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Bettendorf School District’s “at-risk” student population grows

Data presented on Monday night shows that nearly two in every five elementary students in the district are now “at-risk”

BETTENDORF, Iowa - Data presented to the Bettendorf School Board on November 18 shows the number of "at-risk" students, or students not meeting educational goals, is on the rise.

Tammy Chelf, the district's At-risk coordinator gave the presentation.

The data shows that 38% of the district's 2,046 elementary students are considered "at-risk."

That's up from 34% last year.

Of those students, 11% of them are considered "potential dropout students."

The district describes potential dropout students are students who are often absent, late, and disengaged in class, which leads to low achievement in the classroom.

The number of "at-risk" students is also on the rise at the middle school level.

There are 1,101 middle school students in the district and 35% of them at considered "at-risk" in 2019, up from 28% in 2018.

The number of "potential dropouts" is up to 13% in 2019 from 8% in 2019.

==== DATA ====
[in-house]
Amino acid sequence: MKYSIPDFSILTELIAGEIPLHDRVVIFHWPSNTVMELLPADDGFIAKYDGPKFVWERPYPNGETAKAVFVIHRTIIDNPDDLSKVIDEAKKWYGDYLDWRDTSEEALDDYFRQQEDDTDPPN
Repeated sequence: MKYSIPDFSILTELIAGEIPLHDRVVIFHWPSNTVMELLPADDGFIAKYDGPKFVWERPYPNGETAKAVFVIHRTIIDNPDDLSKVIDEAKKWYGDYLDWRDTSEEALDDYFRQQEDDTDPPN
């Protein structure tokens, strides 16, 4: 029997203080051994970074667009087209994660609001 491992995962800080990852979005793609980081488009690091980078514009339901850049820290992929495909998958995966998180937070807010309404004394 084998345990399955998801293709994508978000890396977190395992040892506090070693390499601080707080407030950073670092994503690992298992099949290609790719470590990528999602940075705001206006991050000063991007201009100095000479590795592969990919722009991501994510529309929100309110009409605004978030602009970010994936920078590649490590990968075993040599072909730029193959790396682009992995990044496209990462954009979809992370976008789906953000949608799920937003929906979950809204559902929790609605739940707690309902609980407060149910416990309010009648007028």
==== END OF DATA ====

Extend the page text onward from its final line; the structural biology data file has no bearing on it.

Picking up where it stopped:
"It can be challenging" said Chelf. "I think when you look at some of the impacts that social and emotional learning has on students and on teachers, with classrooms being full, teachers are asked to do more, sometimes with less."

The district is focusing heavily on early-intervention and staff training to try and fight the trends.

"All of our staff members have gone through training in things like trauma-informed care, mental health first-aid, adverse childhood experiences and so on," said Chelf.

Chelf hopes presenting the information to the board will encourage them to be more involved in learning about ways to fight the trends.

"I encourage board members, the new board members as well as our remaining board members, to get into classrooms and see what’s going on there," said Chelf.

Chelf also hopes presenting the data offers a chance for more minds to come together and consider which forms of intervention are working to prevent these numbers from continuing to rise.